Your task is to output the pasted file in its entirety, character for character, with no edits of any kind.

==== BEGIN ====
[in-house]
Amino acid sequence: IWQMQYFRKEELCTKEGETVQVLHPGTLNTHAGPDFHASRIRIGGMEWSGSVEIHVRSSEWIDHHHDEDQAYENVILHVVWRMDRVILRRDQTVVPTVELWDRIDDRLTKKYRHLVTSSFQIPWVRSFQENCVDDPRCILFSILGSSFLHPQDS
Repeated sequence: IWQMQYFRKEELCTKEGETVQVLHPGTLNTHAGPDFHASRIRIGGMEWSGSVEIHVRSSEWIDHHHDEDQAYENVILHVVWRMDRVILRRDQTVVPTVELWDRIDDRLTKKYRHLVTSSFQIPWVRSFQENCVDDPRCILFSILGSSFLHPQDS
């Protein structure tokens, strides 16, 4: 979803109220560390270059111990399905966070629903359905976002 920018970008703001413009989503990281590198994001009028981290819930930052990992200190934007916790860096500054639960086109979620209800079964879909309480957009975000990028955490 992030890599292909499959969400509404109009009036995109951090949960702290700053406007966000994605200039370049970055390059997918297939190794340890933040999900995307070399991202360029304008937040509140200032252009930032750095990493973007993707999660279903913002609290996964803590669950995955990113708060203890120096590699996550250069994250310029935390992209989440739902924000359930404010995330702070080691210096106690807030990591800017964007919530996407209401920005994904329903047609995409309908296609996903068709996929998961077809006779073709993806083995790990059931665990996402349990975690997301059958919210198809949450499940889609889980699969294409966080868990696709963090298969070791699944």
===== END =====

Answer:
[in-house]
Amino acid sequence: IWQMQYFRKEELCTKEGETVQVLHPGTLNTHAGPDFHASRIRIGGMEWSGSVEIHVRSSEWIDHHHDEDQAYENVILHVVWRMDRVILRRDQTVVPTVELWDRIDDRLTKKYRHLVTSSFQIPWVRSFQENCVDDPRCILFSILGSSFLHPQDS
Repeated sequence: IWQMQYFRKEELCTKEGETVQVLHPGTLNTHAGPDFHASRIRIGGMEWSGSVEIHVRSSEWIDHHHDEDQAYENVILHVVWRMDRVILRRDQTVVPTVELWDRIDDRLTKKYRHLVTSSFQIPWVRSFQENCVDDPRCILFSILGSSFLHPQDS
């Protein structure tokens, strides 16, 4: 979803109220560390270059111990399905966070629903359905976002 920018970008703001413009989503990281590198994001009028981290819930930052990992200190934007916790860096500054639960086109979620209800079964879909309480957009975000990028955490 992030890599292909499959969400509404109009009036995109951090949960702290700053406007966000994605200039370049970055390059997918297939190794340890933040999900995307070399991202360029304008937040509140200032252009930032750095990493973007993707999660279903913002609290996964803590669950995955990113708060203890120096590699996550250069994250310029935390992209989440739902924000359930404010995330702070080691210096106690807030990591800017964007919530996407209401920005994904329903047609995409309908296609996903068709996929998961077809006779073709993806083995790990059931665990996402349990975690997301059958919210198809949450499940889609889980699969294409966080868990696709963090298969070791699944």